When is a bottle of tequila not a bottle of tequila? When it's a work of art.
1800 Tequila has recently begun an "Essential Artists" campaign. 1800's website lists 9 different artists who are taking part in the campaign, each of whom has a distinct style. The normal writing that appears on the face of the pyramidal tequila bottle is off on the sides and the outside back wall of the bottle contains the picture which is seen clearly when viewed from the front of the bottle.
The bottle I received had a wonderful picture on it by Glenn Barr, an artist from Detroit. In this instance certainly Barr's work resembles, if you can picture it, sort of a pop art representation of a "B" movie. It features a woman in the grasp of a man who was attempting to kiss her. Placed over a yellow background with blue water droplets (I'm going to call them water droplets anyway, they were the right shape an color), the picture seems full of desire.
Actually, the whole thing was full of tequila, 100 percent agave 80 proof tequila. As I stated when I reviewed a bottle of 1800 tequila a few months back, I am not a tequila aficionado, I do know however what I like. The other bottle I reviewed was an 1800 Select Silver and 100 proof, I quite enjoyed it but remarked that no matter what the press material said it wasn't a James Bond kind of tequila (and, please note, despite his being all flawed and angry in Quantum of Solace he still didn't go for tequila).
With some of the 1800 Select Silver still present in my liquor cabinet, and this new bottle of 1800 Silver present, it seemed like the perfect time for a blind taste test.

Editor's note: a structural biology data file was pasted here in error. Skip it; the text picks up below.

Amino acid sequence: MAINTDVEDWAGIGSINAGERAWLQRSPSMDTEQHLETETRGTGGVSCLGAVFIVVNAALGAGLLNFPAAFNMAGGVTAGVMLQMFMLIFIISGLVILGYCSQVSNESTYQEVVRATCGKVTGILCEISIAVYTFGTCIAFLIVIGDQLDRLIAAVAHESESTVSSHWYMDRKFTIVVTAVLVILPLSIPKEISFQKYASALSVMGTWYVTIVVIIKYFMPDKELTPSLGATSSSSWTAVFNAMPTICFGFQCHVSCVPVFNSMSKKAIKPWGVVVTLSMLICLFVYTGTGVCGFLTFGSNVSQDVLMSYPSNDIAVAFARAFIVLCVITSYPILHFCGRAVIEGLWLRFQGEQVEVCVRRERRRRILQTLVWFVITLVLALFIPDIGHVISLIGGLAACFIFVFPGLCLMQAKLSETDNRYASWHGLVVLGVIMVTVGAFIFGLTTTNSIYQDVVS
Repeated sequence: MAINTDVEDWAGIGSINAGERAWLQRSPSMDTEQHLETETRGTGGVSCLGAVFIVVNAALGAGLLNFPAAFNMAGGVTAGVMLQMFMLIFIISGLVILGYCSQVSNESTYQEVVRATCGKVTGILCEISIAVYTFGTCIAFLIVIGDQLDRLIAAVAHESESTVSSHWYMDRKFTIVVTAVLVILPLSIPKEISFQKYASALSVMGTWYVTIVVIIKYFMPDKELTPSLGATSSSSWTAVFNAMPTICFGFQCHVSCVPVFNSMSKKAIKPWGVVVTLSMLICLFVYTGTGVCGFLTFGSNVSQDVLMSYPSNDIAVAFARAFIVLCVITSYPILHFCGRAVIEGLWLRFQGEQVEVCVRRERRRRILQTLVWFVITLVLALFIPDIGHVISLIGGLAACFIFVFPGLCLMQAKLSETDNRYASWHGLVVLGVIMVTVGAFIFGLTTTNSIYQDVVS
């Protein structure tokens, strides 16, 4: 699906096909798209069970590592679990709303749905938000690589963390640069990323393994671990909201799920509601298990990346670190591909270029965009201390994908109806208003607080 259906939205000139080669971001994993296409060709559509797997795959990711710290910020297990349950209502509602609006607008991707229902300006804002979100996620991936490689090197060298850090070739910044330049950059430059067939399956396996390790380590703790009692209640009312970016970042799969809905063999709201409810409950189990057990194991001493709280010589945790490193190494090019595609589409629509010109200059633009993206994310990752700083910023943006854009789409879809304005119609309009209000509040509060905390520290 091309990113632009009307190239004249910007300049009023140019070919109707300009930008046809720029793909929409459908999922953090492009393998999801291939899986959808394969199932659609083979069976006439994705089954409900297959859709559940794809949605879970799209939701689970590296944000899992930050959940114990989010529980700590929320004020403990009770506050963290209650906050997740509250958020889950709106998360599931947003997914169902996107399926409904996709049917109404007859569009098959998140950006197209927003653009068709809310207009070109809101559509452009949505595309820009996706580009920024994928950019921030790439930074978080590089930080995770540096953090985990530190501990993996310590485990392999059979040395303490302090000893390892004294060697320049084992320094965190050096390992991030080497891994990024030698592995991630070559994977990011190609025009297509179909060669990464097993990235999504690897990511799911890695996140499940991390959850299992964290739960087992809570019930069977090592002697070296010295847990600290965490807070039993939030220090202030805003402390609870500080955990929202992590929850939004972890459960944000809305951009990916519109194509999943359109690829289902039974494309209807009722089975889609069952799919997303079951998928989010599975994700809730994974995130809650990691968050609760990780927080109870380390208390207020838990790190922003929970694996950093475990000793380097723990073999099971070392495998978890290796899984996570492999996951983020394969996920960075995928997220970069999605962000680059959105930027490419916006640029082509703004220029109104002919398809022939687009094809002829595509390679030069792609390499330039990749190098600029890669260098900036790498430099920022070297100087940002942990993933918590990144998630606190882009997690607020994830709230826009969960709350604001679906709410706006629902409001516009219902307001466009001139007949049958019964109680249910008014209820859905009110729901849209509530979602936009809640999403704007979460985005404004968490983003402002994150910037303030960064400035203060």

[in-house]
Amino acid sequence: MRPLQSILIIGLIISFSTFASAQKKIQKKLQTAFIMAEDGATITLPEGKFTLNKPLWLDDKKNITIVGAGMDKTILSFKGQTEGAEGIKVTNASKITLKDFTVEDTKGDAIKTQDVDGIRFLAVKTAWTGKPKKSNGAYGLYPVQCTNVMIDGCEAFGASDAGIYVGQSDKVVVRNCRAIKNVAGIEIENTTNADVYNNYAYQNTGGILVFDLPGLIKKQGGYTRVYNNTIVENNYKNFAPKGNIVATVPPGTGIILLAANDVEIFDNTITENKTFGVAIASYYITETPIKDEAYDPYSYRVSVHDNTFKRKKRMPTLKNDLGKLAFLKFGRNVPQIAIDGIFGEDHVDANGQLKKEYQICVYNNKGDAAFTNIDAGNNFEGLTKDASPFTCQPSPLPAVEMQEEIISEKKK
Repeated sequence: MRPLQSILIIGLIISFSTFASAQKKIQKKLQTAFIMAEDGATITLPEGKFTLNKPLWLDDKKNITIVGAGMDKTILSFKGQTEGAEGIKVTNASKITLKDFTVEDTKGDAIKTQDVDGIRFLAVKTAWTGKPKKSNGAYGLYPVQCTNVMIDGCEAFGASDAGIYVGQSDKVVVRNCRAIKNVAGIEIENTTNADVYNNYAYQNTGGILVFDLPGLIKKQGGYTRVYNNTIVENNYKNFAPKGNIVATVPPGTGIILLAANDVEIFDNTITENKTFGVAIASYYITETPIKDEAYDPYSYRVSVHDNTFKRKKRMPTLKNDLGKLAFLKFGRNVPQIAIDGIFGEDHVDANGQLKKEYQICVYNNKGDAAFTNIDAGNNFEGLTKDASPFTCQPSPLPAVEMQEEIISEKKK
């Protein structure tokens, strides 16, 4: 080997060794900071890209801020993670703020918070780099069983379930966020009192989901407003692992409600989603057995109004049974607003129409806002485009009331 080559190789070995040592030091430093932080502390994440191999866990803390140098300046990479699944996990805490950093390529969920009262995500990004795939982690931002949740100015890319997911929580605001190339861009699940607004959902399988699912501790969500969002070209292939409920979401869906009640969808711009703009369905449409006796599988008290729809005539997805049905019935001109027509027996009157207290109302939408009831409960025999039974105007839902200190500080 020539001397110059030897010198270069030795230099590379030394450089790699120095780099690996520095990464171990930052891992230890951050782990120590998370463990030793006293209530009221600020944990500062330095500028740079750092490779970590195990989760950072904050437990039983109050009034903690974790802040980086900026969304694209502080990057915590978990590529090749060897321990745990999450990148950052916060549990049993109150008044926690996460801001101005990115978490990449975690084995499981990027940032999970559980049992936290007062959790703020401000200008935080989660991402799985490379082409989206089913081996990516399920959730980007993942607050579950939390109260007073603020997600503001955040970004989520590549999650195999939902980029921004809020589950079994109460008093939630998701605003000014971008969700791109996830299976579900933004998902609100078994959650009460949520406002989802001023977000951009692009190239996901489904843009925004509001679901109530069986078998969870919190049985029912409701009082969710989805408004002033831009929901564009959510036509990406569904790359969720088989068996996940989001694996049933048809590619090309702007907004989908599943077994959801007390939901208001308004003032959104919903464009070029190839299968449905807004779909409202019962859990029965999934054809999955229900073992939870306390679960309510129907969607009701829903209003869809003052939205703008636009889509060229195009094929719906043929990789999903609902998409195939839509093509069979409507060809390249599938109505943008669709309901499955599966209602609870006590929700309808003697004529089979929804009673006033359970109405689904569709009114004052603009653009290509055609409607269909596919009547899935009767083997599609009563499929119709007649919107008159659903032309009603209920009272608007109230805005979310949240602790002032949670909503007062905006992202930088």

Two equal measures of 1800 were poured and I left the room so that an impartial observer could ensure that I wouldn't be able to determine which glass contained which tequila on sight. I sat, cleared my palate, and took an ever-so-delicate sip from the first glass. I noted that it burned slightly, but had a nice, semi-smoky taste. After a drink of some water, I took up the second glass. I instantly noticed that it burned the nostrils slightly more and, upon drinking it burned the throat slightly more as well. The taste was quite similar, there was just more of it.
After going back and forth with a few more sips from each glass, I noted that while I enjoyed both, I would opt for the first glass's tequila over the second's. The tequila selected, I learned was from the 1800 Essential Artists bottle, not the Select Silver. I assume that the reason the Select Silver burned more is it's higher alcohol content.
Of course, the preceeding two paragraphs are a hugely unscientific, unrefined attempt attempt at choosing a bottle of tequila, but, then again, if you're looking for a nice looking bottle of tequila and it's in the correct price range, the 1800 Essential Artists bottle does look far better than the Select Silver.
The pieces of art on the bottles all have something to recommend them, from mythical looking figures to the pop-esque bottle I received to more abstract ones, and each bottle is individually numbered, with 1800 designs of each bottle being produced.
The 1800 website currently also allows one to design a bottle online, and, if one is so inclined they can even then download the appropriate templates, put a little more effort into designing a bottle, and actual order – for the bargain price of $225 – a bottle with their own artwork. It may be an expensive holiday gift, but it could be a pretty cool one too. It does however take 2-3 weeks to produce the bottle, so get those orders in soon.
An 1800 Essential Artists bottle of tequila costs far less than that price, and may actually be nicer to look at than anything I might design, so I'll probably just stick with that, but it's nice to know that the option is there.